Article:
FTC Gives Nod To BBB For Helping It Solve Advanced-Fee Scam Operated By Recidivist Offender; James Nicholson Banned For Life From Telemarketing, Hit With $17.2 Million Judgment, Loses Power Boat

A Florida man who operated a previous scam has been banned for life from the telemarketing business after state and federal authorities and the Better Business Bureau worked together to expose the operation, the Federal Trade Commission said.

“The FTC received invaluable assistance in this matter from the U.S. Postal Inspection Service, the University of Central Florida Police Department, Largo Police Department, and the Better Business Bureau of West Florida, Inc.,” the FTC said.

James Nicholson, who operated a company known as Group One Network and offered a “Credit Line Gold Card,” was sued by the FTC amid allegations the company charged an up-front fee for a “supposed, general-use credit card,” the agency said.

The card scored an “F” from the BBB — the organization’s lowest-possible rating on a 14-step scale.

It turned out that the card was no general-use card at all; rather, it was a card that only permitted customers to spend money at websites associated with Nicholson.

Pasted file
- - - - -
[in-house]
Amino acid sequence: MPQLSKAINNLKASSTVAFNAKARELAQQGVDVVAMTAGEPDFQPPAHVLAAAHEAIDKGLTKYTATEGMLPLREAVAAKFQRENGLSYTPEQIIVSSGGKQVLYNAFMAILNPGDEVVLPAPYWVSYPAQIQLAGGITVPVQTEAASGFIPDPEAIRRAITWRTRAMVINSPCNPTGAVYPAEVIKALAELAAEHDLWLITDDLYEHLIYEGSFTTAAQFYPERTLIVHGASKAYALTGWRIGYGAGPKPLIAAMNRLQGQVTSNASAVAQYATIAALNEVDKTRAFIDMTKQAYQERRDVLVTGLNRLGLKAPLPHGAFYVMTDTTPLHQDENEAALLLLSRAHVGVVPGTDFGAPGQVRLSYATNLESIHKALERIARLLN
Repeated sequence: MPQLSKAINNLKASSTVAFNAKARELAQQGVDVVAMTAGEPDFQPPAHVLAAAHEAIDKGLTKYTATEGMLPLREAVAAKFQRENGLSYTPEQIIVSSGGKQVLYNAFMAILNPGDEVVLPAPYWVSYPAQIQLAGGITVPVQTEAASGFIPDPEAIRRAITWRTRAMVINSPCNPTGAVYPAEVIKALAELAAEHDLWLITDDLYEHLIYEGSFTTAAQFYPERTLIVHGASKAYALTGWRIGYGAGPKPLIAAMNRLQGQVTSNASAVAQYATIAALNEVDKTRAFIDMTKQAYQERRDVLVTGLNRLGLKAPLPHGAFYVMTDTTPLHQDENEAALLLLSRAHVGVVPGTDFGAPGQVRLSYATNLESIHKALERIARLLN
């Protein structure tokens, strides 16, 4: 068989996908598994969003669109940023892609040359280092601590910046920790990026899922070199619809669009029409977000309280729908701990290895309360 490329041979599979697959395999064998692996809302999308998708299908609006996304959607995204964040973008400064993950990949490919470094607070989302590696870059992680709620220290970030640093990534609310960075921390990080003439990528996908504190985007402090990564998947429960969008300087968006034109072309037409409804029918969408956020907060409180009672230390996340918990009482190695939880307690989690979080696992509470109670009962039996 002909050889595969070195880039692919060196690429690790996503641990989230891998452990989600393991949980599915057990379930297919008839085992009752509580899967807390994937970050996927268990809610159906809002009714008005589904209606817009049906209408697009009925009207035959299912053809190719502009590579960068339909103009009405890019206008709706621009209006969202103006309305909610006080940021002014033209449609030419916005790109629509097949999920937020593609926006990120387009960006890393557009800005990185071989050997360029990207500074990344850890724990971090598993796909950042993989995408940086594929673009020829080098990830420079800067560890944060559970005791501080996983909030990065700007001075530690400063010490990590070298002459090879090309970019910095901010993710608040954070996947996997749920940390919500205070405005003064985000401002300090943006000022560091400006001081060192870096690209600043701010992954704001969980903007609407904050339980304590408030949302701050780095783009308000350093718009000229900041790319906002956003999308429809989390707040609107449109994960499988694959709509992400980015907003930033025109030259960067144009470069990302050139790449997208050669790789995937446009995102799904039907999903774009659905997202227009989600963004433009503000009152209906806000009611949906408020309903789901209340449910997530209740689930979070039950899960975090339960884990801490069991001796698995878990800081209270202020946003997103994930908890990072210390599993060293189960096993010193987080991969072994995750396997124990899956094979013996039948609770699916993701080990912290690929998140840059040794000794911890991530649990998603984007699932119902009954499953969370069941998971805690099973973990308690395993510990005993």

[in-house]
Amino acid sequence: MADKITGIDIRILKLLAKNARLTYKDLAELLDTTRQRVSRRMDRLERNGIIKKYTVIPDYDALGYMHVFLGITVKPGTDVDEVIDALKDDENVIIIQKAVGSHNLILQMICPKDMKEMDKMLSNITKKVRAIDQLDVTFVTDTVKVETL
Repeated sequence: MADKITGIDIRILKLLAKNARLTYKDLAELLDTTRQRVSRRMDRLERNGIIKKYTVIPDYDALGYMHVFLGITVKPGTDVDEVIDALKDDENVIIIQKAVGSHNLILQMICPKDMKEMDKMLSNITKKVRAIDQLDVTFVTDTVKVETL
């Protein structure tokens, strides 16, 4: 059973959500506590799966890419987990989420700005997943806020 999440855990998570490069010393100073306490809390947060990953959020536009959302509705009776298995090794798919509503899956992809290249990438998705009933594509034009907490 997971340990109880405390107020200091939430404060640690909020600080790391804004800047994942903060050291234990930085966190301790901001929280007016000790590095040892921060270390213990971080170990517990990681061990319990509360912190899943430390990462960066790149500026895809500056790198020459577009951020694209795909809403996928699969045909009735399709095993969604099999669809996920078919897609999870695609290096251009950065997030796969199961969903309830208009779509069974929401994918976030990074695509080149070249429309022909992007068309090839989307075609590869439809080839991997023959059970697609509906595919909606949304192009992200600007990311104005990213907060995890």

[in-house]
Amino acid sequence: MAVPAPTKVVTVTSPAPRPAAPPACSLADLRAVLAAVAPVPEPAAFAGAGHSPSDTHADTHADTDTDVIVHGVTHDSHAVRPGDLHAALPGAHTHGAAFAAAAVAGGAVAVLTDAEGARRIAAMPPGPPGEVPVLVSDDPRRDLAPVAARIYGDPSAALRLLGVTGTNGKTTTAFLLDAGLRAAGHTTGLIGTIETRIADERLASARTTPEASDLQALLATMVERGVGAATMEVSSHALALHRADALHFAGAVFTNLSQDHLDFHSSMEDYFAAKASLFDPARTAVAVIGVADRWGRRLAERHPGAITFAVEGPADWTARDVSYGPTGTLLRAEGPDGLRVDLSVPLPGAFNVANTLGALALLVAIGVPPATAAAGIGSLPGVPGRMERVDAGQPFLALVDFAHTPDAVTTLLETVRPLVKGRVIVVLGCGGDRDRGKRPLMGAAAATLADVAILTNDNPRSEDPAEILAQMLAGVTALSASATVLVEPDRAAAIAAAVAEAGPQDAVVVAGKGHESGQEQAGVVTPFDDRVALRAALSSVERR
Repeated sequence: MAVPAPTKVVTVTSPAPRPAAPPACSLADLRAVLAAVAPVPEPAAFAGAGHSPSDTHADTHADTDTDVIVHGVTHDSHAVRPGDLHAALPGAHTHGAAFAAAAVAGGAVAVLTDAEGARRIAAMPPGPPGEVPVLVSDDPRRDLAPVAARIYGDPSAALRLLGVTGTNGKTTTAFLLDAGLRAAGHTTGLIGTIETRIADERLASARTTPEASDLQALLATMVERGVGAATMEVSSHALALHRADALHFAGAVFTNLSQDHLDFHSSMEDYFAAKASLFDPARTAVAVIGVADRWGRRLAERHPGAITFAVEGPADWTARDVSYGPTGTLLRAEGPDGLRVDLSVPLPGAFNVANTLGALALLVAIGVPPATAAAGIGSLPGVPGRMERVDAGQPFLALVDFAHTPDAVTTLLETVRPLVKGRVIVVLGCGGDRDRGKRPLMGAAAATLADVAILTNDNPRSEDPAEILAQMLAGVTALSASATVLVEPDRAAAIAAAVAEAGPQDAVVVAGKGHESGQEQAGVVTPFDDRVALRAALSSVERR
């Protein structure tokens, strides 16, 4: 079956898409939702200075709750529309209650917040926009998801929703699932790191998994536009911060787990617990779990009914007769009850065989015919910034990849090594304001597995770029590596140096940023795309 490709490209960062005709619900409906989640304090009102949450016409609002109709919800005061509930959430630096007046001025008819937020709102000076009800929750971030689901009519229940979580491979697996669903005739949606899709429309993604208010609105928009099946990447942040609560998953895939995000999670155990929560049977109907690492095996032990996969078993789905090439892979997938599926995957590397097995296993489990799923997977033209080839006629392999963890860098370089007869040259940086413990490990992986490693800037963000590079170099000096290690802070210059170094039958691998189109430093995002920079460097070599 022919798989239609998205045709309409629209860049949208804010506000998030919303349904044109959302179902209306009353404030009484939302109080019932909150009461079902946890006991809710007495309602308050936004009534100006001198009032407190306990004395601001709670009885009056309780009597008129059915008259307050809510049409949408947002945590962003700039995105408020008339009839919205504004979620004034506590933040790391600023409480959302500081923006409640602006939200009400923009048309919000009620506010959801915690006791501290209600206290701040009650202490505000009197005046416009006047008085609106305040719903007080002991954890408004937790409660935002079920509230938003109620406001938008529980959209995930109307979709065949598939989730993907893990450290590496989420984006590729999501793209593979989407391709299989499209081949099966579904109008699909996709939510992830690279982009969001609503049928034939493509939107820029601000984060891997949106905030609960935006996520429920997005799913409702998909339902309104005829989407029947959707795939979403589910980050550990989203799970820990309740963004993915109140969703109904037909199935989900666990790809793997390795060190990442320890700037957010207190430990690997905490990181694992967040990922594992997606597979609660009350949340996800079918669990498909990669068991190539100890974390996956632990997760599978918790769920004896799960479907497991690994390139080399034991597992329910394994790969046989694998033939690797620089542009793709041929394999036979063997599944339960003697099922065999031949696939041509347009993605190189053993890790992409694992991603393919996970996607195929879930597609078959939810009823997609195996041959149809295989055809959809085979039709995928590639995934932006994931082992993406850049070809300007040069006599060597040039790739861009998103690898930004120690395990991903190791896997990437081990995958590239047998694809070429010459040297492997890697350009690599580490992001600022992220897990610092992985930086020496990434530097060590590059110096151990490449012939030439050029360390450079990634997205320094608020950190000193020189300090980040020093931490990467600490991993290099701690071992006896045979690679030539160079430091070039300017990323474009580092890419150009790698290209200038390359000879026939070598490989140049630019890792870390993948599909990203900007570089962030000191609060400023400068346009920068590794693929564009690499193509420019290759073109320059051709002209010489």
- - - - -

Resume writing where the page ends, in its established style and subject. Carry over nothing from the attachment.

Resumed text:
“Telemarketers working for Nicholson’s chief company, Group One Network, also claimed that consumers would get access to a significant line of credit that could be used for cash advances, and that their payment histories would be reported to the three major credit bureaus,” the FTC said. “In reality, consumers who paid the fee received an online shopping card they could only use to buy products from Group One’s Web sites, they could not get cash advances, and their credit histories were never reported to the credit bureaus.”

Nicholson also participated in a bogus “advance-fee interest-rate reduction/debt negotiation program,” the FTC said.

His recent run-in with law enforcement was not his first. In 1995, Nicholson pleaded guilty to wire fraud in a telemarketing scheme.

Nicholson now has been banned for life from telemarketing. In a settlement with the FTC, Nicholson gave up a 31-foot power boat, a Nissan Pathfinder, and jewelry and art valued at more than $10,000. He also is on the receiving end of a judgment for $17.2 million, which has been suspended because Nicholson and co-defendants are unable to pay.

See the “F” rating of the Credit Line Gold Card at the BBB website.

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